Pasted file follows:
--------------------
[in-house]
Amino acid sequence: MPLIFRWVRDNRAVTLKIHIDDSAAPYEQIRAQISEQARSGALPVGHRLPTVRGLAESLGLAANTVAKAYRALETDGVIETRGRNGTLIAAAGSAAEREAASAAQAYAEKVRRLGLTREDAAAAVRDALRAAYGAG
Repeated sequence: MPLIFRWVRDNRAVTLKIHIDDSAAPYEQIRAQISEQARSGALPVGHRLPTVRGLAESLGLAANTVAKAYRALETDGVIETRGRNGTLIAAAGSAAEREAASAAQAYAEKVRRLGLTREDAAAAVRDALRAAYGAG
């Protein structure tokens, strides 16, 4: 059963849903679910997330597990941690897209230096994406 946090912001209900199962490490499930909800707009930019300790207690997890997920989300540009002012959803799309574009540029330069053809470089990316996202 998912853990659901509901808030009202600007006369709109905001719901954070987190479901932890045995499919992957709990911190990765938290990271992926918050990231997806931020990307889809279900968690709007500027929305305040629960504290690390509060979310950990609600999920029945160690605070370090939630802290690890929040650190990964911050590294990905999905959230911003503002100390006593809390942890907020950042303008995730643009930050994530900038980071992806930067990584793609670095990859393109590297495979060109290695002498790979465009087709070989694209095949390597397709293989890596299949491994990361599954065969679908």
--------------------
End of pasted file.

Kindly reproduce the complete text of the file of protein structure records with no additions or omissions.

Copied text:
[in-house]
Amino acid sequence: MPLIFRWVRDNRAVTLKIHIDDSAAPYEQIRAQISEQARSGALPVGHRLPTVRGLAESLGLAANTVAKAYRALETDGVIETRGRNGTLIAAAGSAAEREAASAAQAYAEKVRRLGLTREDAAAAVRDALRAAYGAG
Repeated sequence: MPLIFRWVRDNRAVTLKIHIDDSAAPYEQIRAQISEQARSGALPVGHRLPTVRGLAESLGLAANTVAKAYRALETDGVIETRGRNGTLIAAAGSAAEREAASAAQAYAEKVRRLGLTREDAAAAVRDALRAAYGAG
């Protein structure tokens, strides 16, 4: 059963849903679910997330597990941690897209230096994406 946090912001209900199962490490499930909800707009930019300790207690997890997920989300540009002012959803799309574009540029330069053809470089990316996202 998912853990659901509901808030009202600007006369709109905001719901954070987190479901932890045995499919992957709990911190990765938290990271992926918050990231997806931020990307889809279900968690709007500027929305305040629960504290690390509060979310950990609600999920029945160690605070370090939630802290690890929040650190990964911050590294990905999905959230911003503002100390006593809390942890907020950042303008995730643009930050994530900038980071992806930067990584793609670095990859393109590297495979060109290695002498790979465009087709070989694209095949390597397709293989890596299949491994990361599954065969679908």